Benassi is 1.84 m (6 ft) tall, weights 78 kg and is quite good both in acceleration and in sprint, even if his technical qualities are definitely more influential on his style of play compared to those linked to his physique. Through the gif below we can observe how the Torino youngster is able to combine them to gain numerical superiority, also starting from a position which is different from the one he usually covers.
Benassi’s probable best quality is the ability in finding free spaces on the field, mostly during the offensive phase. He’s not static neither is he always on the move, as he spends several moments of the match running slowly, sometimes even strolling, but he is one of the best midfielders in Italy in seeing the space in front of him.
The gifs below represents one of his brilliant insertions during the current season. Torino were playing at home against Milan and the Granata were already leading 1-0.
But I could also mention another goal, scored by Benassi at the Palermo’s Barbera Stadium. Considering only the 2016/17 season, Torino’s Captain has scored 5/5 goals from inside the area.
His pass percentage (83%) is quite good for an offensive mezzala, but there are some details which changes our opinion on that potentially higher stat. Firstly Benassi plays with an average of just 32.6 passages per match, less than the majority of his colleagues in other teams (Zielinski and Milinkovic-Savic – to take a couple of examples – play respectively with 38.8 and 38.4 average passages per match). Then, as I wrote during the explanation of his style of play, Benassi doesn’t have the tendency to play long passes.
Anyhow we must also underline that, compared to midfielders like Pjanic, Nainggolan, Kondogbia or Parolo, Benassi has the best average value regarding lost possessions: only 0.9 per match, while the other midfielders are all around 1.3.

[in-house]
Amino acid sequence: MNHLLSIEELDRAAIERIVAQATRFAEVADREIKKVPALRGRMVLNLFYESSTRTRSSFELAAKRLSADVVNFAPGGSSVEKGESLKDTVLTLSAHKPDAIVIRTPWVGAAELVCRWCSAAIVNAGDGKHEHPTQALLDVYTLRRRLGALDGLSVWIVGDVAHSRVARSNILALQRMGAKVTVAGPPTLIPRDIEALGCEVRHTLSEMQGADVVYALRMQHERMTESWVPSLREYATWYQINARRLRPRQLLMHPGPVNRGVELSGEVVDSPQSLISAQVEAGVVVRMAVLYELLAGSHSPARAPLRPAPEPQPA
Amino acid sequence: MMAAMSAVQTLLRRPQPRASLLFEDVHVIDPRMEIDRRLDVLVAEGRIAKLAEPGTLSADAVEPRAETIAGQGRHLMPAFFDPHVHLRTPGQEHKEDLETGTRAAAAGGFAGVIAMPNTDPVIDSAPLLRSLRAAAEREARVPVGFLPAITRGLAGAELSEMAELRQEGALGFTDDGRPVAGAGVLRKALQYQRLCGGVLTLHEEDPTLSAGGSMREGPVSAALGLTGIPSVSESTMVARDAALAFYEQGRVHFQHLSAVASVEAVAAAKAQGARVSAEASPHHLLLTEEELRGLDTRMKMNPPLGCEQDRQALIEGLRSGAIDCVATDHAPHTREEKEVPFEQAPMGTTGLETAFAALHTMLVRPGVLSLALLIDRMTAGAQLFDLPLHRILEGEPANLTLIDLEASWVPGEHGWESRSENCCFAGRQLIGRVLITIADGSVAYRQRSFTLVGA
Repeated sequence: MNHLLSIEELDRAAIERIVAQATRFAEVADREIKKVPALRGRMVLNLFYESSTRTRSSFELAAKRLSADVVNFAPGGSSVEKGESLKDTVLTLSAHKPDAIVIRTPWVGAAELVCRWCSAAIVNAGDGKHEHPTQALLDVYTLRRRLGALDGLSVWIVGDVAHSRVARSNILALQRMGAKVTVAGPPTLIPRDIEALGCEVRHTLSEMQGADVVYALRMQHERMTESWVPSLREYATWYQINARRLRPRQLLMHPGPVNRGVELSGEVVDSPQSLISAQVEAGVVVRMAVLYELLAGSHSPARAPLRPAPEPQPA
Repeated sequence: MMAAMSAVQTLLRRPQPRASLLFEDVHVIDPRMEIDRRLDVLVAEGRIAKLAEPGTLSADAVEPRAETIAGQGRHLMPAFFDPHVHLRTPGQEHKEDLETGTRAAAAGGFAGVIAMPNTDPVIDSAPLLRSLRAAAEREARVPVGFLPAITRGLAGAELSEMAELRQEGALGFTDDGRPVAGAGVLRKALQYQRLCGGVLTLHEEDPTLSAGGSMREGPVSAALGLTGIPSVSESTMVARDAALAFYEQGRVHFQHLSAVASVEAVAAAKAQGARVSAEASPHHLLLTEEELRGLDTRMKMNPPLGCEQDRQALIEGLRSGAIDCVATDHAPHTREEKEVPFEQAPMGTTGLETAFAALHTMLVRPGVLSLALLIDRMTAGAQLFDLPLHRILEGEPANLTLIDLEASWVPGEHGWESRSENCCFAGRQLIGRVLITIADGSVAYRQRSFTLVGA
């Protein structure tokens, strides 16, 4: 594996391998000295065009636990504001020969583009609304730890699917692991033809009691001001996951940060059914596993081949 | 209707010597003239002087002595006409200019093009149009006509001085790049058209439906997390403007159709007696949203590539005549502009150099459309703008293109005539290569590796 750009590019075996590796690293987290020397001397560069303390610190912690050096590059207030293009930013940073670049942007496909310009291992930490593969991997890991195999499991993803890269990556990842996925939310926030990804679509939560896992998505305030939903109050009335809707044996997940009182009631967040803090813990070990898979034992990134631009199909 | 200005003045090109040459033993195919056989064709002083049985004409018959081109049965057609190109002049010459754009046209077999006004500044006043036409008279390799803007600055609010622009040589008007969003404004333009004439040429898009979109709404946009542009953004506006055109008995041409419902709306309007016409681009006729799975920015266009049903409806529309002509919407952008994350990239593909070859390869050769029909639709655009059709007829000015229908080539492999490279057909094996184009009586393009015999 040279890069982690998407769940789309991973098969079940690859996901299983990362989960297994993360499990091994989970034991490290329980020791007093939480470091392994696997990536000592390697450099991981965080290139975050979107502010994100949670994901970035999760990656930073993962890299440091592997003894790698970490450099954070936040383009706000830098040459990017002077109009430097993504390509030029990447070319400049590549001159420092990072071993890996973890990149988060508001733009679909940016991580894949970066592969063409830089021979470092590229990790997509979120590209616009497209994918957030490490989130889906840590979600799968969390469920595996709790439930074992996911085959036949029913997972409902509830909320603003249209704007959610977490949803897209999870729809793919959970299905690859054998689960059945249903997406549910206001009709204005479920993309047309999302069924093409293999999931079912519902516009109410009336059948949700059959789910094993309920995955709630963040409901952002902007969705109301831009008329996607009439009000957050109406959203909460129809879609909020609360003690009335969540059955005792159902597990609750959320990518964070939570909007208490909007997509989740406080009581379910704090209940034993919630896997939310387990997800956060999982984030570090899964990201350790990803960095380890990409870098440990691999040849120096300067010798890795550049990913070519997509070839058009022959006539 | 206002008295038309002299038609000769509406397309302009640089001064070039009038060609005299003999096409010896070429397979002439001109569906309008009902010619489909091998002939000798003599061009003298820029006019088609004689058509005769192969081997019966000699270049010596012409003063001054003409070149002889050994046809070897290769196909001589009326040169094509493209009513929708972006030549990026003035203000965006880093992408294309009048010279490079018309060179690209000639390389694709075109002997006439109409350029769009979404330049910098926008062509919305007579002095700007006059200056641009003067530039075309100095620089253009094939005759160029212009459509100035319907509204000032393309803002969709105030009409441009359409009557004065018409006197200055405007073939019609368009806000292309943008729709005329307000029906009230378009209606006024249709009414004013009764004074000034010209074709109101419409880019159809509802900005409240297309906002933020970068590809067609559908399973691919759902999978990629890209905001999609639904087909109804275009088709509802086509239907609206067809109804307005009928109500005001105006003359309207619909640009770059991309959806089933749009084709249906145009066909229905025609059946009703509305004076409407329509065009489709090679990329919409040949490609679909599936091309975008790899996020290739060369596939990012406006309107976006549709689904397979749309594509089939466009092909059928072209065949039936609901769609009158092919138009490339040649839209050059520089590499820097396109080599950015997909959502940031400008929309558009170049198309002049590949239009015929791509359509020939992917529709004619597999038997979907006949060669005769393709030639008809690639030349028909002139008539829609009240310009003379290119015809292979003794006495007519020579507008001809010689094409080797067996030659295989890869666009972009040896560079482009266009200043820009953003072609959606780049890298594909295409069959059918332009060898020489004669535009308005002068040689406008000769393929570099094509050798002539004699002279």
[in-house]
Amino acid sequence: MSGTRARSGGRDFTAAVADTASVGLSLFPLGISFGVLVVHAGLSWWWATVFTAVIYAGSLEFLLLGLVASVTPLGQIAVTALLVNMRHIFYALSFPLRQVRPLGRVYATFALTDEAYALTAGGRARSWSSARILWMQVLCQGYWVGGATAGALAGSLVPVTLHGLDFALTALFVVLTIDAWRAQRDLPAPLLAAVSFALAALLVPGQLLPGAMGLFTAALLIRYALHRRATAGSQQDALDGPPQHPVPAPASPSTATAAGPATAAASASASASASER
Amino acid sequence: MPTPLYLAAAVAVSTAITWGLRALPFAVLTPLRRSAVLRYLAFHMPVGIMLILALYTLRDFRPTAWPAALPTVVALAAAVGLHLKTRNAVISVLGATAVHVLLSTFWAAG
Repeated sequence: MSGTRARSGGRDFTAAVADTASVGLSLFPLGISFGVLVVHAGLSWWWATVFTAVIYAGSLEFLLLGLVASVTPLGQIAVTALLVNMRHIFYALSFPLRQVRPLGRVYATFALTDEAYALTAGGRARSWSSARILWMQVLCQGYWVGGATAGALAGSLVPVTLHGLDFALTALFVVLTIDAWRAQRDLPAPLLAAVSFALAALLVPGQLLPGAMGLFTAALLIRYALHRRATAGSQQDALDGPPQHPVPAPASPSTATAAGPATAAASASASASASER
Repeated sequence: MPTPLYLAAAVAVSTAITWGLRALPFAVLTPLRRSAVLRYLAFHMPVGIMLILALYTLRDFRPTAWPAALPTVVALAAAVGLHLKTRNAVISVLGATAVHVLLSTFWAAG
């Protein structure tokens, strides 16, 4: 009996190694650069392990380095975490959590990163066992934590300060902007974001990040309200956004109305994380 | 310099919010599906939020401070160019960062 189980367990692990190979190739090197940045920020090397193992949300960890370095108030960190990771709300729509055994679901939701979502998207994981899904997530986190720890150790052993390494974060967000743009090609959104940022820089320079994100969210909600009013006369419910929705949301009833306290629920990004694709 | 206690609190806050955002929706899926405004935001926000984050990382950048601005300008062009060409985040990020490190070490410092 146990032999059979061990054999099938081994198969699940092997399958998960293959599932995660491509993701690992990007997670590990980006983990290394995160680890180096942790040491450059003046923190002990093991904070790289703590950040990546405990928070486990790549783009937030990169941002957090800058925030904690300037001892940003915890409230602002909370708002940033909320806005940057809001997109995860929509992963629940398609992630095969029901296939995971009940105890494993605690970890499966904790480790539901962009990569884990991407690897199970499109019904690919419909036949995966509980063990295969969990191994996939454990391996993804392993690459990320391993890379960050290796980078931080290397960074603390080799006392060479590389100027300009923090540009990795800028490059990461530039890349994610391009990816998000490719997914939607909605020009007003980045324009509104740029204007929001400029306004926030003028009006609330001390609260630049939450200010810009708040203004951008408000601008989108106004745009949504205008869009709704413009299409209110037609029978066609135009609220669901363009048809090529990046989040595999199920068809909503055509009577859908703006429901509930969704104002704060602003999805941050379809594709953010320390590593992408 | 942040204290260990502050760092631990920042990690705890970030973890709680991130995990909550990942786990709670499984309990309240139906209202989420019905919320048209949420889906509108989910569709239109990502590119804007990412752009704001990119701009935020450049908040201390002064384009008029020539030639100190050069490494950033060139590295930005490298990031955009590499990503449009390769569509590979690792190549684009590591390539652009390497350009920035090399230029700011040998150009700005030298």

Last but not least, we must mention his right foot, one of the deadliest of the Serie A. Benassi recently admitted he had played as a centre-forward when he was younger, something that should come of little surprise to those who have seen the goal below.
Benassi himself recently said he need to improve his defensive attitude to continue his process of growth. Actually the next step he should try to reach is that of enriching his skillset and gaining continuity throughout the full 90 minutes.
The first sensation I felt after listening to one of his interviews was that of him being more than the classical good guy. Surely he’s already mature, both as footballer and human, but if he’ll want to reach the gotha of modern midfielders, Torino’s captain should also improve in his presence during the phase of buildup. Even because Iniesta – who Benassi indicated as his main source of inspiration about fourteen months ago – plays with the slightly higher average of 94 passes per match.